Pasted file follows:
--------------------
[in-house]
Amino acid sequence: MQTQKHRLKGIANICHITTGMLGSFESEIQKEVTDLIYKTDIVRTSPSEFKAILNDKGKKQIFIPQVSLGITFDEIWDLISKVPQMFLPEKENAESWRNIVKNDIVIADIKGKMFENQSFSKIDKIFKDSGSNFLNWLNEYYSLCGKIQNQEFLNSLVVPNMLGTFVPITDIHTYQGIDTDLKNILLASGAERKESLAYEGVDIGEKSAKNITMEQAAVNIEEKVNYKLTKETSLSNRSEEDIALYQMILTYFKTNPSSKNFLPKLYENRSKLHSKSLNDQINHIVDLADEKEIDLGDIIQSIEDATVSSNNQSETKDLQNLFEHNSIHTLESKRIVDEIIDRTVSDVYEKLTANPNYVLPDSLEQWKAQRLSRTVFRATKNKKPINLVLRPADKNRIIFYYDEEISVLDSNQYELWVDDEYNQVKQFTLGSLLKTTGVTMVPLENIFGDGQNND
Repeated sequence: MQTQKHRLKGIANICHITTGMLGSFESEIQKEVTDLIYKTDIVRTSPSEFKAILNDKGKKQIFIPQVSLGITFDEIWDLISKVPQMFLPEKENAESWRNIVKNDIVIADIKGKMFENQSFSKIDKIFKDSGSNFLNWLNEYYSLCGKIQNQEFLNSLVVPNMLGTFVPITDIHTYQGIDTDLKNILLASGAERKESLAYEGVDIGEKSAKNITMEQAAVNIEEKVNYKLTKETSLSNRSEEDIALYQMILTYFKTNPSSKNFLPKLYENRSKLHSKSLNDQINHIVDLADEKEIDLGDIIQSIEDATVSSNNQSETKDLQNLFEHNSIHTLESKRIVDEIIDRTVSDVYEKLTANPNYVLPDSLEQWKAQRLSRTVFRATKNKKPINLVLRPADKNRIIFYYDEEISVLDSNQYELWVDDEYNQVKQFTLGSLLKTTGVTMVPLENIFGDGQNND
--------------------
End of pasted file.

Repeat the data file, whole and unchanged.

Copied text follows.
[in-house]
Amino acid sequence: MQTQKHRLKGIANICHITTGMLGSFESEIQKEVTDLIYKTDIVRTSPSEFKAILNDKGKKQIFIPQVSLGITFDEIWDLISKVPQMFLPEKENAESWRNIVKNDIVIADIKGKMFENQSFSKIDKIFKDSGSNFLNWLNEYYSLCGKIQNQEFLNSLVVPNMLGTFVPITDIHTYQGIDTDLKNILLASGAERKESLAYEGVDIGEKSAKNITMEQAAVNIEEKVNYKLTKETSLSNRSEEDIALYQMILTYFKTNPSSKNFLPKLYENRSKLHSKSLNDQINHIVDLADEKEIDLGDIIQSIEDATVSSNNQSETKDLQNLFEHNSIHTLESKRIVDEIIDRTVSDVYEKLTANPNYVLPDSLEQWKAQRLSRTVFRATKNKKPINLVLRPADKNRIIFYYDEEISVLDSNQYELWVDDEYNQVKQFTLGSLLKTTGVTMVPLENIFGDGQNND
Repeated sequence: MQTQKHRLKGIANICHITTGMLGSFESEIQKEVTDLIYKTDIVRTSPSEFKAILNDKGKKQIFIPQVSLGITFDEIWDLISKVPQMFLPEKENAESWRNIVKNDIVIADIKGKMFENQSFSKIDKIFKDSGSNFLNWLNEYYSLCGKIQNQEFLNSLVVPNMLGTFVPITDIHTYQGIDTDLKNILLASGAERKESLAYEGVDIGEKSAKNITMEQAAVNIEEKVNYKLTKETSLSNRSEEDIALYQMILTYFKTNPSSKNFLPKLYENRSKLHSKSLNDQINHIVDLADEKEIDLGDIIQSIEDATVSSNNQSETKDLQNLFEHNSIHTLESKRIVDEIIDRTVSDVYEKLTANPNYVLPDSLEQWKAQRLSRTVFRATKNKKPINLVLRPADKNRIIFYYDEEISVLDSNQYELWVDDEYNQVKQFTLGSLLKTTGVTMVPLENIFGDGQNND